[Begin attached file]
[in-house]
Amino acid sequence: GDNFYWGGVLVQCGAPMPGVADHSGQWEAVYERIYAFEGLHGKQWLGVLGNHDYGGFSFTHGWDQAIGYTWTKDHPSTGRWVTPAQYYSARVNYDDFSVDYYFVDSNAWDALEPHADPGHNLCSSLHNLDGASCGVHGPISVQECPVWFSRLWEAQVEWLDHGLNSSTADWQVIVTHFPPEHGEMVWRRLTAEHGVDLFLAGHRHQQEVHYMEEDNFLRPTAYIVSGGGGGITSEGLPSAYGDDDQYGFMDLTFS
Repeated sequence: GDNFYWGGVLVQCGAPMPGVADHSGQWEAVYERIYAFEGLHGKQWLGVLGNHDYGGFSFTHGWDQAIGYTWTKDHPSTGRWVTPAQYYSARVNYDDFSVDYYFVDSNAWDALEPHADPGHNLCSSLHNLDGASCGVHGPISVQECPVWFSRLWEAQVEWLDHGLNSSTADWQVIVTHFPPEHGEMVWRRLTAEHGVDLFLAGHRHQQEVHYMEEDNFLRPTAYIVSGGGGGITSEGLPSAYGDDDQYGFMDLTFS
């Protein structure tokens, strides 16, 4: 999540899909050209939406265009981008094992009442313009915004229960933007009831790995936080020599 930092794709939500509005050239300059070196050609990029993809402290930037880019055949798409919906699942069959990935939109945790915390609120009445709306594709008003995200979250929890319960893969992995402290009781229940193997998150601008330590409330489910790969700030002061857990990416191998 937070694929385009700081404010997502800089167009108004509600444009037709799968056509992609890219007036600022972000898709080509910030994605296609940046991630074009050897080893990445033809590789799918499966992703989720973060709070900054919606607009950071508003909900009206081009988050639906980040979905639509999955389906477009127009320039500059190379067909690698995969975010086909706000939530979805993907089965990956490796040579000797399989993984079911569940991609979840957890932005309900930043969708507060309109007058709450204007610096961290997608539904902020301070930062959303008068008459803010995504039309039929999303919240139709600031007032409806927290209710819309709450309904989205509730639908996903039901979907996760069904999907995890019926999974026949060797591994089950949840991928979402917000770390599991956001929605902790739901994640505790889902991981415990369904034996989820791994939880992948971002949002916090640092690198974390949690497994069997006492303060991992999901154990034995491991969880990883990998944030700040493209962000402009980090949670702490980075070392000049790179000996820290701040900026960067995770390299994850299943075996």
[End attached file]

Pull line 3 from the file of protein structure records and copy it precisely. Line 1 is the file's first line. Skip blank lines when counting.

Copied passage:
Repeated sequence: GDNFYWGGVLVQCGAPMPGVADHSGQWEAVYERIYAFEGLHGKQWLGVLGNHDYGGFSFTHGWDQAIGYTWTKDHPSTGRWVTPAQYYSARVNYDDFSVDYYFVDSNAWDALEPHADPGHNLCSSLHNLDGASCGVHGPISVQECPVWFSRLWEAQVEWLDHGLNSSTADWQVIVTHFPPEHGEMVWRRLTAEHGVDLFLAGHRHQQEVHYMEEDNFLRPTAYIVSGGGGGITSEGLPSAYGDDDQYGFMDLTFS